Two more presentations followed. David Broder of The Commune did not want to start with the crisis but with the lack of working class reaction and the TUC inaction. He wanted to see the struggle against the cuts say what we want, such as how we want public services run. David Graeber introduced more points, such as the way our day to day interactions often follow principles of solidarity rather than capitalist exchange, that capitalism is not a creative force. Discussion from the floor raised many more points such as the contribution of anthropology and understanding of hunter-gatherer societies; the need for an international revolution; the importance of strikes going on in Egypt… the importance of struggles for jobs… And one speaker rejected the whole framework of trying to understand the crisis and revolution, which he characterised as being soft on the bourgeoisie, in favour of simply condemning the cuts proposed by the current government. Overall the lack of time and lack of focus provided by the different emphases in the three presentations inhibited the development of a real discussion.
Beginning to discuss the issues
Later on a second meeting, “Challenging the anti-cuts discourse” introduced by Mute, took up the key questions. A very brief presentation pointed out that the dominant perception on the left is the idea that there is no crisis, that it is simply a pretext for austerity. This misconception of the crisis and of what the struggle involves leads to the idea that it is our job to propose an alternative for capitalism.
G, from the Hackney Alliance to Defend Public Services, disagreed with this. Capitalism is always in crisis, this is how it develops as shown by looking at any decade in the last 150 years. He disagreed with the notion of a terminal crisis of capitalism necessary for communism. Besides European companies hold lot of cash, and capitalism is growing in India and China – and could here if the working class could be forced to accept the same low level of wages.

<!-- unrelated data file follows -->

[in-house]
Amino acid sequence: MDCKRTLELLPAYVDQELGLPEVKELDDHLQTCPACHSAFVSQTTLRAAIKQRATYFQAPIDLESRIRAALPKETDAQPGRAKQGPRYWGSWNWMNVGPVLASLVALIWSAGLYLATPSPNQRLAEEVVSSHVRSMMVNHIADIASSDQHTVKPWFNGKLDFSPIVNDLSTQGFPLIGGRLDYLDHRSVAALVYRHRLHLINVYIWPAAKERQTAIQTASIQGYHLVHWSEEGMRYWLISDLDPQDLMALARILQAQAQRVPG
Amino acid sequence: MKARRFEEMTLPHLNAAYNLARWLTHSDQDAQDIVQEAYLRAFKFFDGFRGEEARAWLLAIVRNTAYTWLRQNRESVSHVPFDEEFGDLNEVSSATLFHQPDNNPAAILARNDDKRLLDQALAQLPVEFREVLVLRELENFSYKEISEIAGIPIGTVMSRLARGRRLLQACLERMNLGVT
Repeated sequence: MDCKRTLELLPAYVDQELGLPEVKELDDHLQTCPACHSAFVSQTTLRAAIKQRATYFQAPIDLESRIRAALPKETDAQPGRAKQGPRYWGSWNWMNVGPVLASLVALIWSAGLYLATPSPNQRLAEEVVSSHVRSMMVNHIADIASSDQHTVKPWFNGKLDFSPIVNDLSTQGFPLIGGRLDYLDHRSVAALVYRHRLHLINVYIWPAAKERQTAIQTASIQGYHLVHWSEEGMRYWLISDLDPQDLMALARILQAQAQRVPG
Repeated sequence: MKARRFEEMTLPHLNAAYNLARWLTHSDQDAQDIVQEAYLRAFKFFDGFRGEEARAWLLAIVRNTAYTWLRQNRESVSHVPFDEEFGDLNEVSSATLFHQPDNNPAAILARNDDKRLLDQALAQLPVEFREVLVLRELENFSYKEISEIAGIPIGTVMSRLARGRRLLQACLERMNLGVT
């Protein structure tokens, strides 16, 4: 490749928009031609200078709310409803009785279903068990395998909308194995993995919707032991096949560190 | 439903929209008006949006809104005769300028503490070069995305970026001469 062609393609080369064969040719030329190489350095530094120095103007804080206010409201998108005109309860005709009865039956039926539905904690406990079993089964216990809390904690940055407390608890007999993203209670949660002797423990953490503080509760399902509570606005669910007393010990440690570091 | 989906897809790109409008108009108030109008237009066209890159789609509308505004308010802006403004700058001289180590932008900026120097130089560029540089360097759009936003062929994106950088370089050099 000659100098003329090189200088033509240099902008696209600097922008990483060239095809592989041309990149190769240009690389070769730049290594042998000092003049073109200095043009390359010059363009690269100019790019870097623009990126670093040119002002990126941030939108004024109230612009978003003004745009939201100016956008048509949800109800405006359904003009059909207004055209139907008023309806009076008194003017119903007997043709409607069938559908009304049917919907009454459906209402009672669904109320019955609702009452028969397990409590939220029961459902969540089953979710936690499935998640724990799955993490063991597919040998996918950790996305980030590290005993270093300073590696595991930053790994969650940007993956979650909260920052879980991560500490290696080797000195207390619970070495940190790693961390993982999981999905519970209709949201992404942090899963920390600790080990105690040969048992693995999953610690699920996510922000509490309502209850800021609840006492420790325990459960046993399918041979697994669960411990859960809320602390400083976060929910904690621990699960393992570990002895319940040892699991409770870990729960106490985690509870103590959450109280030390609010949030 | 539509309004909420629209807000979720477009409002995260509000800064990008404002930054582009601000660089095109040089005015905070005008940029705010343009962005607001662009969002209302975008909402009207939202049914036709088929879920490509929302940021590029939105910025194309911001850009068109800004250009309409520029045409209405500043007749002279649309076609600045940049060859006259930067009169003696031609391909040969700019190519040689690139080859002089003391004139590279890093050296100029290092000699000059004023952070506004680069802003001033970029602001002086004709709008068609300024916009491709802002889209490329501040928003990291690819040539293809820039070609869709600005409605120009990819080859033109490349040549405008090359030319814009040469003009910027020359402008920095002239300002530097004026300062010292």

Several contributions recognised the importance of the crisis: this is the biggest crisis since 1929, it is secular, not cyclical, and 2-3 years into the crisis we are still seeing fallout from it. Capitalism cannot find productive investment opportunities as greater productivity displaces labour. In the 19th Century crises came every 10 years or so, but since 1914 the problem has been on a different level. Keynesianism would make no sense without the Second World War.
What is the implication of this for struggling against the cuts? For G it is simply important to say ‘no’ to the cuts. David Graeber, who is also sceptical about the crisis which he described as artificial, thought we should use it to put forward radical positions.
But there is a crisis, which is causing the imposition of austerity all over the world. We can be honest about this and still demand no cuts. One contribution called the idea that cuts are unnecessary, as put forward by UKuncut, a social democratic analysis, and their idea of ‘tax the bosses’ a dead end, while the fight to keep services has the potential to go beyond that. For another, the TUC cannot admit the crisis because if there is no answer within capitalism they are redundant. Others pointed to the nationalism of the left with its British solutions for British problems, despite the international nature of the crisis, and to the importance of the international struggle of the working class.
This effort at discussing and understanding the situation faced by the working class today, one which we have seen from Exeter to Edinburgh, is an essential contribution to the development of the class consciousness we need.
. This second point, on which we have major disagreements with Endnotes, didn’t get taken up in the meeting.